“In the end, it does not matter IF you are ‘bullish’ or ‘bearish.’  The reality is that both ‘bulls’ and ‘bears’ are owned by the ‘broken clock’ syndrome during the full-market cycle. However, what is grossly important in achieving long-term investment success is not necessarily being ‘right’ during the first half of the cycle, but by not being ‘wrong’ during the second half.”

The markets are indeed in a liquidity-driven up cycle currently. With margin debt near peaks, stock prices in a near vertical rise and “junk bond yields” near record lows, the bullish media continues to suggest there is no reason for concern.  


However, as the support of liquidity is being extracted by the Federal Reserve, they are simultaneously getting closer to tightening monetary policy by raising interest rates. Those combined actions have NEVER been good for asset prices over the long term.

Housing Sales Closely Tied To Mortgage Rates

There was quite a bit of “hoopla” yesterday over the rise in new home sales as a sign that “economic recovery” was still intact. However, it is important to remember that people buy “payments” rather than “houses” and as a consequence the direction of interest rates has much to with the demand to buy new or existing homes.

First, let me provide just a brief bit of context about yesterday’s data point on “new home” sales. The headline release of 504,000 new one-family homes sold is a bit misleading as it is an annualized number. In actuality, it was just 41,000 which isn’t nearly as exciting of a number. More importantly, let’s put this number into some context to history.


The number of new homes sold is currently at levels that have historical been near recessionary lows, not six years into the economic recovery. This is particularly disappointing when you consider the billions of dollars thrown at housing through HAMP, HARP and other bailout initiatives.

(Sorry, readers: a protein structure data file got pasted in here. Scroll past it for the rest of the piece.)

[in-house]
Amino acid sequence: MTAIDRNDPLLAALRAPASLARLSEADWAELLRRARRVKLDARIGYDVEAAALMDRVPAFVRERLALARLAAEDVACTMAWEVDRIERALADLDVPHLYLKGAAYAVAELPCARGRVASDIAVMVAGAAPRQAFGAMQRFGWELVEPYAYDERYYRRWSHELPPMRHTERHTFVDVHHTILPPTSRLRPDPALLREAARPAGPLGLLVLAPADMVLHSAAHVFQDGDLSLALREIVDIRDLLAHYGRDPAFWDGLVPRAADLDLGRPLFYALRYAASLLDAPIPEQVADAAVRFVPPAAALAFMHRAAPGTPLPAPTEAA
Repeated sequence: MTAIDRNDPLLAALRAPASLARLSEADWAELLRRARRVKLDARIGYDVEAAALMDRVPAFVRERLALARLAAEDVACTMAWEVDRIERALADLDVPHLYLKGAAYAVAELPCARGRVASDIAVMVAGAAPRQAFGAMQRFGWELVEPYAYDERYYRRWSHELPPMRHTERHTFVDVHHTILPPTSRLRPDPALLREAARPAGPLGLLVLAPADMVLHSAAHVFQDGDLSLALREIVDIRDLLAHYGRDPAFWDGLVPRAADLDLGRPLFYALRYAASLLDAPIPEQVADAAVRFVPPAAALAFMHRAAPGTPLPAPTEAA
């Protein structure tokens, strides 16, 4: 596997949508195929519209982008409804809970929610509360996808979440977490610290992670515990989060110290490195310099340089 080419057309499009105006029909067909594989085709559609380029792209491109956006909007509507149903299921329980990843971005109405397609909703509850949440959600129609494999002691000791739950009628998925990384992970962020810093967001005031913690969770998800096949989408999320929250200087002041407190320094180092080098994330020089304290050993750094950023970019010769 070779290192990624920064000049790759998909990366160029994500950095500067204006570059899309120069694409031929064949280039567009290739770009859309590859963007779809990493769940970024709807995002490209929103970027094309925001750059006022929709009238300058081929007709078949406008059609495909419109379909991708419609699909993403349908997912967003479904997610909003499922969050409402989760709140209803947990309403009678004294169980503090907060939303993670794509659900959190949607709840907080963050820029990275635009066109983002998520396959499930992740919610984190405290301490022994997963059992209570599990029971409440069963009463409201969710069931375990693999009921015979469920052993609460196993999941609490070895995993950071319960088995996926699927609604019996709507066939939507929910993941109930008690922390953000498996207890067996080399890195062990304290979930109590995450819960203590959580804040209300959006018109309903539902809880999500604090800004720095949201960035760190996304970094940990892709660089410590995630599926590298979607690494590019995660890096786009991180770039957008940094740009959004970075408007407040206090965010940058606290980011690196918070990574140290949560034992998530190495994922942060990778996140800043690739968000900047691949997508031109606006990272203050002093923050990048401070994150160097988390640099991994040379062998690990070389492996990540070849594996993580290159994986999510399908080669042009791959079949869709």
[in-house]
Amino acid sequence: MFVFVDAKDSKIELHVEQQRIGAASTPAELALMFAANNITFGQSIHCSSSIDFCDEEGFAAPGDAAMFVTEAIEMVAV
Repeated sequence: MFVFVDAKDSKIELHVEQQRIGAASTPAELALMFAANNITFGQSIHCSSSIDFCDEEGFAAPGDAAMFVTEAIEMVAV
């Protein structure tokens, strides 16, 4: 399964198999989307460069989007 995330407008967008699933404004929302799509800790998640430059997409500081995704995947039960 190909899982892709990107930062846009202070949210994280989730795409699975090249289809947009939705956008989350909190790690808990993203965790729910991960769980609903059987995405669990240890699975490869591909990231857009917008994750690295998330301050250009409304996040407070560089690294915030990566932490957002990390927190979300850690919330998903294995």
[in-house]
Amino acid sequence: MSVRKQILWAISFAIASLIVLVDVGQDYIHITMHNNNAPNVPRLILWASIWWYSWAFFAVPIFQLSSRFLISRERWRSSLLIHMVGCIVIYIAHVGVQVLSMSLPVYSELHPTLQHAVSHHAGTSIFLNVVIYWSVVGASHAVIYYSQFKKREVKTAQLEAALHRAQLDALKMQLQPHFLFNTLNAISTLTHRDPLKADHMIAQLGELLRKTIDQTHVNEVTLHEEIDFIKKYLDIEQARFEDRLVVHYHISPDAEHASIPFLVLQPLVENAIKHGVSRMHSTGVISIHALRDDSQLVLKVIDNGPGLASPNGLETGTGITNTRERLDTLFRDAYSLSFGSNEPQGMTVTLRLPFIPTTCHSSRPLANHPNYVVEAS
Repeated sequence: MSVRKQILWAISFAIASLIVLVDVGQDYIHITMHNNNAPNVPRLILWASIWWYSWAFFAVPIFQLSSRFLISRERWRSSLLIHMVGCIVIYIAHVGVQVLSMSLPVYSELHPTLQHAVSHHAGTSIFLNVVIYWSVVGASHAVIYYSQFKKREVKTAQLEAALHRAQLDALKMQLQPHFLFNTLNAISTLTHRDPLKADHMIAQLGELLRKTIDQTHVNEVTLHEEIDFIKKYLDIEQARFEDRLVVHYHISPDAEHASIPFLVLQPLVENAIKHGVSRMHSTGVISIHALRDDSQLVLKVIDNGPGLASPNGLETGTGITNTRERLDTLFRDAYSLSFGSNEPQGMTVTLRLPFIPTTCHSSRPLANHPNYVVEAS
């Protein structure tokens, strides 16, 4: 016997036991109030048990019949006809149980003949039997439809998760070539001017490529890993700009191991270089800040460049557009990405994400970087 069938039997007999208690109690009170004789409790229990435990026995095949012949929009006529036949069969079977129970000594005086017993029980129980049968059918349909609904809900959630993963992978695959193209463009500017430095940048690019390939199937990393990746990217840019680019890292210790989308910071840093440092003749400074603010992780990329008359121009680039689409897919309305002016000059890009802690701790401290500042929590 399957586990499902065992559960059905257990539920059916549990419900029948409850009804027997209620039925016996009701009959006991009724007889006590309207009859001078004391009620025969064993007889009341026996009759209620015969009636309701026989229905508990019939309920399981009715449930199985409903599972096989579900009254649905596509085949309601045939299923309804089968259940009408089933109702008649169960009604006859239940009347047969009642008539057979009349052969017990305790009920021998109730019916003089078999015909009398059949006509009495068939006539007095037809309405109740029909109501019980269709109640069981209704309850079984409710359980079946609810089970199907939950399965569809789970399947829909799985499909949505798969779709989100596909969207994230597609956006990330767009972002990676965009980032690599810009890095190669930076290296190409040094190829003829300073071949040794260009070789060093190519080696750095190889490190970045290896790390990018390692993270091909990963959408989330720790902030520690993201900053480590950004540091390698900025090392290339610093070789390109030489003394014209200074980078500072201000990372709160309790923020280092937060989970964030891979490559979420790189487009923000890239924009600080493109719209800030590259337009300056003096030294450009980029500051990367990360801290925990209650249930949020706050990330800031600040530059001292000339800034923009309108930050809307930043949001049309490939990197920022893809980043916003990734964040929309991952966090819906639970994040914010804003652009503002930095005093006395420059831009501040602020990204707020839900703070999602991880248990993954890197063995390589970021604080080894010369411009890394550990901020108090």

With that context in place let’s take a look at the recent surge in new home sales with respect to the level of mortgage rates.


As you can see when interest rates have moved up, the demand for “buying” has quickly evaporated for a couple of reasons.

  1. Psychology – buyers have been trained that abnormally low-interest rates are now the norm so if mortgage rates rise much above 4% they pull back on purchases to await a lower interest rate.
  1. Ability – as stated above buyers are very sensitive to the level of payment. If rates rise, so do their monthly obligations which impair the ability to “afford” the payment. This is why subprime auto loans are now back to 2006 levels as buyers can only afford cars that are stretched out to more than 70 months.

The recent decline in mortgage rates “sucked” buyers off of the sidelines to purchase a home. However, as I discussed at length in “Bulls Should Hope Rates do not Rise” the impact of the Federal Reserve hiking interest rates could have an exceptionally quick negative impact on economic growth.

The is little argument that the current trends could last longer than reasonably believed, which is why we currently remain invested in the markets. However, it is inevitable that things will change. The problem for most is that by they time they recognize that the underlying dynamics have changed it will be too late to be proactive, only reactive. This is where the real damage occurs as emotional behaviors dominate logical processes.

Did you like this? Share it:
About Ilene

Speak Your Mind

%d bloggers like this: